Abstract:
The growing disconnection of the majority of population from mathematics is becoming a phenomenon that is increasingly difficult to ignore. This paper attempts to point to deeper roots of this cultural and social phenomenon. It concentrates on mathematics education, as the most important and better documented area of interaction of mathematics with the rest of human culture. I argue that new patterns of division of labour have dramatically changed the nature and role of mathematical skills needed for the labour force and correspondingly changed the place of mathematics in popular culture and in the mainstream education. The forces that drive these changes come from the tension between the ever deepening specialisation of labour and ever increasing length of specialised training required for jobs at the increasingly sharp cutting edge of technology. Unfortunately these deeper socio-economic origins of the current systemic crisis of mathematics education are not clearly spelt out, neither in cultural studies nor, even more worryingly, in the education policy discourse; at the best, they are only euphemistically hinted at. This paper is an attempt to describe the socio-economic landscape of mathematics education without resorting to euphemisms.

Abstract:
We propose a simple one sided Monte-Carlo algorithm to distinguish, to any given degree of certainty, between certain symplectic and orthogonal groups over fields of odd order. The algorithm does not use an order oracle and works in polynomial time.

Abstract:
We discuss basic structural properties of finite black box groups. A special emphasis is made on the use of centralisers of involutions in probabilistic recognition of black box groups. In particular, we suggest an algorithm for finding the $p$-core of a black box group of odd characteristic. This special role of involutions suggest that the theory of black box groups reproduces, at a non-deterministic level, some important features of the classification of finite simple groups.

Abstract:
We discuss time complexity of The Conjugacy Problem in HNN-extensions of groups, in particular, in Miller's groups. We show that for "almost all", in some explicit sense, elements, the Conjugacy Problem is decidable in cubic time. It is worth noting that the Conjugacy Problem in a Miller group may have be undecidable. Our results show that "hard" instances of the problem comprise a negligibly small part of the group.

Abstract:
The well known Andrews-Curtis Conjecture [2] is still open. In this paper, we establish its finite version by describing precisely the connected components of the Andrews-Curtis graphs of finite groups. This finite version has independent importance for computational group theory. It also resolves a question asked in [5] and shows that a computation in finite groups cannot lead to a counterexample to the classical conjecture, as suggested in [5].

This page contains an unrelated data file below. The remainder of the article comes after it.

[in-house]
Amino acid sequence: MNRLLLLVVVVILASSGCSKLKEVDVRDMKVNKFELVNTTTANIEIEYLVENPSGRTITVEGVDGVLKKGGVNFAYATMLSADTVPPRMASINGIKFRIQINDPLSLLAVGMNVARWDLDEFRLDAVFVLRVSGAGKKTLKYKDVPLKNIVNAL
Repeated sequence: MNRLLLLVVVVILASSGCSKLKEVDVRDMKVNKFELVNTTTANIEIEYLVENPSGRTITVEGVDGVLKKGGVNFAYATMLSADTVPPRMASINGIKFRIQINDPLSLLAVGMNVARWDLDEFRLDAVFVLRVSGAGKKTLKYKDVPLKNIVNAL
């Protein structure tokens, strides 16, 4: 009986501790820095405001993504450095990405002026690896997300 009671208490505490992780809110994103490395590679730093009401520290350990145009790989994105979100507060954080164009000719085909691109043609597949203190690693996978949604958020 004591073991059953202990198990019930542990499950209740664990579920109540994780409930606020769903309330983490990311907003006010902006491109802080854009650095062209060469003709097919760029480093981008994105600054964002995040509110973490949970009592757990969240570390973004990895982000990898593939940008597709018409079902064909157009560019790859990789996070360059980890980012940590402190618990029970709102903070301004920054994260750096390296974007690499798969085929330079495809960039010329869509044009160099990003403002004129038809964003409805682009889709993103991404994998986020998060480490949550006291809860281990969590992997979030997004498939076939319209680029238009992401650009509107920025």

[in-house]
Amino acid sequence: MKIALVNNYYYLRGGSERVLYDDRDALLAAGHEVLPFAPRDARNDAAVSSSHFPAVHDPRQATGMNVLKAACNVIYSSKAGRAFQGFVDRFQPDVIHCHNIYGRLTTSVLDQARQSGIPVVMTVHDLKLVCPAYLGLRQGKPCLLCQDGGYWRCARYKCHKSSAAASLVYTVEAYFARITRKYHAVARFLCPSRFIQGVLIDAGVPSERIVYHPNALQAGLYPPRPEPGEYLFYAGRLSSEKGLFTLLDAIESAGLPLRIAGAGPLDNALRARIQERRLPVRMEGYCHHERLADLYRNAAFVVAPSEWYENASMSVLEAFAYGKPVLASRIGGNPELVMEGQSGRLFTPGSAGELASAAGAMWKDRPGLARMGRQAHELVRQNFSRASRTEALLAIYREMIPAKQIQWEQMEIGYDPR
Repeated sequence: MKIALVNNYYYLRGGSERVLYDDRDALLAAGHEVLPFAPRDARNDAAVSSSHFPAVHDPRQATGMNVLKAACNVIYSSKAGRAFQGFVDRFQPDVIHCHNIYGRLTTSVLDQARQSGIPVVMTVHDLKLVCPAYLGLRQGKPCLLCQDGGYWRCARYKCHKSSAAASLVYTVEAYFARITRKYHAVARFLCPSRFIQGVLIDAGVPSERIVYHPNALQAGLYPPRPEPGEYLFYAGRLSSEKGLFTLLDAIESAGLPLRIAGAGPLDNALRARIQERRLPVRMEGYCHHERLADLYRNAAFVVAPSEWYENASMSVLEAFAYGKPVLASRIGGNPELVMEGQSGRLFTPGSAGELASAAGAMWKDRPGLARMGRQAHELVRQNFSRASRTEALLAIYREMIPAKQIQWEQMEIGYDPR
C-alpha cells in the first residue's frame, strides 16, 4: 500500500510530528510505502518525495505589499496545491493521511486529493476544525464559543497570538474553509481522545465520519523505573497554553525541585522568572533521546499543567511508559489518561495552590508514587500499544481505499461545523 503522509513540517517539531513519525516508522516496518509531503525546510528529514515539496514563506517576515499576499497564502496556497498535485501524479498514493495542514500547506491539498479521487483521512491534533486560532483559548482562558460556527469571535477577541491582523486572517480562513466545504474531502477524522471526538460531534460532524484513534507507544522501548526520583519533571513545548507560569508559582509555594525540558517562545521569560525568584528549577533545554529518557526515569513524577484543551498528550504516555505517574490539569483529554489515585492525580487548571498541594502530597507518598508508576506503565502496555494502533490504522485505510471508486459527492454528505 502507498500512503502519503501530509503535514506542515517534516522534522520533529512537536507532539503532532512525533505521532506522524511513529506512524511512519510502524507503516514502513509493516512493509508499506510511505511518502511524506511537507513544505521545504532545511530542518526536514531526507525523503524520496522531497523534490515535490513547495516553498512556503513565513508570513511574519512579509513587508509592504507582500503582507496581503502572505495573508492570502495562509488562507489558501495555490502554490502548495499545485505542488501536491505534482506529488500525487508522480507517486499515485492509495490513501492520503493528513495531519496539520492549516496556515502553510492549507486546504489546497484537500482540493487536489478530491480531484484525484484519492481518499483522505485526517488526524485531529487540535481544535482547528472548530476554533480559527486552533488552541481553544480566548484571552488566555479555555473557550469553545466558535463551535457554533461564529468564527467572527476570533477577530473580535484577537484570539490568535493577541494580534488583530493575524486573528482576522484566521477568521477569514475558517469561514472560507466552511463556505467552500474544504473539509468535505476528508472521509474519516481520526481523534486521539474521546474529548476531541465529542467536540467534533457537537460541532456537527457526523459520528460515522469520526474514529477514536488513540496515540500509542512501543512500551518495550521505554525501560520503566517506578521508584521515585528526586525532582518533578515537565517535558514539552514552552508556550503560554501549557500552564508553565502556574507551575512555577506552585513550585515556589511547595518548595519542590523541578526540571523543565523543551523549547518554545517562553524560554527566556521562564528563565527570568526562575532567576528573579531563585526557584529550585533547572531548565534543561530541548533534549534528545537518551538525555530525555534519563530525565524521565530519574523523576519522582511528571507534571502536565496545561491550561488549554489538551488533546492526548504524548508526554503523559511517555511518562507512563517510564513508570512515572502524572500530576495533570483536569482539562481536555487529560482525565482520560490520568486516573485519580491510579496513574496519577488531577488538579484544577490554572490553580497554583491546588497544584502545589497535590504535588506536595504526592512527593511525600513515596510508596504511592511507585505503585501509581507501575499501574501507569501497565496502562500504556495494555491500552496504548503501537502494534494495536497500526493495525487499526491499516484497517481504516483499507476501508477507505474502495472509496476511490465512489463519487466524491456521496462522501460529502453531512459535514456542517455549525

Abstract:
We discuss the time complexity of the word and conjugacy search problems for free products $G = A \star_C B$ of groups $A$ and $B$ with amalgamation over a subgroup $C$. We stratify the set of elements of $G$ with respect to the complexity of the word and conjugacy problems and show that for the generic stratum the conjugacy search problem is decidable under some reasonable assumptions about groups $A,B,C$.

Abstract:
The aim of the paper is to clarify the nature of combinatorial structures associated with maps on closed compact surfaces. We prove that maps give rise to Lagrangian matroids representable in a setting provided by cohomology of the surface with punctured points. Our proof is very elementary. We further observe that the greedy algorithm has a natural interpretation in this setting, as a `peeling' procedure which cuts the (connected) surface into a closed ring-shaped peel, and that this procedure is local.

Abstract:
We are now witnessing a rapid growth of a new part of group theory which has become known as "statistical group theory". A typical result in this area would say something like ``a random element (or a tuple of elements) of a group G has a property P with probability p". The validity of a statement like that does, of course, heavily depend on how one defines probability on groups, or, equivalently, how one measures sets in a group (in particular, in a free group). We hope that new approaches to defining probabilities on groups outlined in this paper create, among other things, an appropriate framework for the study of the "average case" complexity of algorithms on groups.

Abstract:
The paper discusses the Andrews-Curtis graph of a normal subgroup N in a group G. The vertices of the graph are k-tuples of elements in N which generate N as a normal subgroup; two vertices are connected if one them can be obtained from another by certain elementary transformations. This object appears naturally in the theory of black box finite groups and in the Andrews-Curtis conjecture in algebraic topology. We suggest an approach to the Andrews-Curtis conjecture based on the study of Andrews-Curtis graphs of finite groups, discuss properties of Andrews-Curtis graphs of some classes of finite groups and results of computer experiments with generation of random elements of finite groups by random walks on their Andrews-Curtis graphs.

Abstract:
We introduce a family of atomic measures on free groups generated by no-return random walks. These measures are shown to be very convenient for comparing "relative sizes" of subgroups, context-free and regular subsets (that, subsets generated by finite automata) of free groups. Many asymptotic characteristics of subsets and subgroups are naturally expressed as analytic properties of related generating functions. We introduce an hierarchy of asymptotic behaviour "at infinity" of subsets in the free groups, more sensitive than the traditionally used asymptotic density, and apply it to normal subgroups and regular subsets.